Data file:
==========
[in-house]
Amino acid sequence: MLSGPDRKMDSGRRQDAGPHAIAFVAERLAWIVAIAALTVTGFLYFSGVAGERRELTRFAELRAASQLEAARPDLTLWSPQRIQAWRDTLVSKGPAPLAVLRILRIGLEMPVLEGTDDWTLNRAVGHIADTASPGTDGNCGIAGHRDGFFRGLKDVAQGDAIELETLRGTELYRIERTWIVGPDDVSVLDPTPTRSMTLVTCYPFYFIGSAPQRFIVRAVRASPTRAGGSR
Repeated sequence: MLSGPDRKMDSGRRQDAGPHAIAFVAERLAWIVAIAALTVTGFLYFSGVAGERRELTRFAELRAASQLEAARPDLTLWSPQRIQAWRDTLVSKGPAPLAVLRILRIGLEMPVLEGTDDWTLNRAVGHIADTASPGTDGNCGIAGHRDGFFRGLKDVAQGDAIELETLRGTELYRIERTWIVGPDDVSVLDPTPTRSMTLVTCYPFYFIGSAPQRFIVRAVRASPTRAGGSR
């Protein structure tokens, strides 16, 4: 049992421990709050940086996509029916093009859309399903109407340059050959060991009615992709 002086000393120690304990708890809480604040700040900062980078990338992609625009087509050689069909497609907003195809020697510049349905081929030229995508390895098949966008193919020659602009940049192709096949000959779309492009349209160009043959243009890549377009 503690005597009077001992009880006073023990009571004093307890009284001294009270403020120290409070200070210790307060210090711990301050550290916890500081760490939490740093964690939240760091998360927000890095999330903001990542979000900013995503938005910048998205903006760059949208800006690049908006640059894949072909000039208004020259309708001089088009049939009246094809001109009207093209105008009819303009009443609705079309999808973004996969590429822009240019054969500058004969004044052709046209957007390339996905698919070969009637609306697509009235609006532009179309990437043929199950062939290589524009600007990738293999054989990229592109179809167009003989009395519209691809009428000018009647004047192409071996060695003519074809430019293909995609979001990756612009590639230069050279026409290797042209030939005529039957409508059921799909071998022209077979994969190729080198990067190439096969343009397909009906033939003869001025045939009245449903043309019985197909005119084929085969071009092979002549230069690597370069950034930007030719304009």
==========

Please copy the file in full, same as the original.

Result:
[in-house]
Amino acid sequence: MLSGPDRKMDSGRRQDAGPHAIAFVAERLAWIVAIAALTVTGFLYFSGVAGERRELTRFAELRAASQLEAARPDLTLWSPQRIQAWRDTLVSKGPAPLAVLRILRIGLEMPVLEGTDDWTLNRAVGHIADTASPGTDGNCGIAGHRDGFFRGLKDVAQGDAIELETLRGTELYRIERTWIVGPDDVSVLDPTPTRSMTLVTCYPFYFIGSAPQRFIVRAVRASPTRAGGSR
Repeated sequence: MLSGPDRKMDSGRRQDAGPHAIAFVAERLAWIVAIAALTVTGFLYFSGVAGERRELTRFAELRAASQLEAARPDLTLWSPQRIQAWRDTLVSKGPAPLAVLRILRIGLEMPVLEGTDDWTLNRAVGHIADTASPGTDGNCGIAGHRDGFFRGLKDVAQGDAIELETLRGTELYRIERTWIVGPDDVSVLDPTPTRSMTLVTCYPFYFIGSAPQRFIVRAVRASPTRAGGSR
């Protein structure tokens, strides 16, 4: 049992421990709050940086996509029916093009859309399903109407340059050959060991009615992709 002086000393120690304990708890809480604040700040900062980078990338992609625009087509050689069909497609907003195809020697510049349905081929030229995508390895098949966008193919020659602009940049192709096949000959779309492009349209160009043959243009890549377009 503690005597009077001992009880006073023990009571004093307890009284001294009270403020120290409070200070210790307060210090711990301050550290916890500081760490939490740093964690939240760091998360927000890095999330903001990542979000900013995503938005910048998205903006760059949208800006690049908006640059894949072909000039208004020259309708001089088009049939009246094809001109009207093209105008009819303009009443609705079309999808973004996969590429822009240019054969500058004969004044052709046209957007390339996905698919070969009637609306697509009235609006532009179309990437043929199950062939290589524009600007990738293999054989990229592109179809167009003989009395519209691809009428000018009647004047192409071996060695003519074809430019293909995609979001990756612009590639230069050279026409290797042209030939005529039957409508059921799909071998022209077979994969190729080198990067190439096969343009397909009906033939003869001025045939009245449903043309019985197909005119084929085969071009092979002549230069690597370069950034930007030719304009």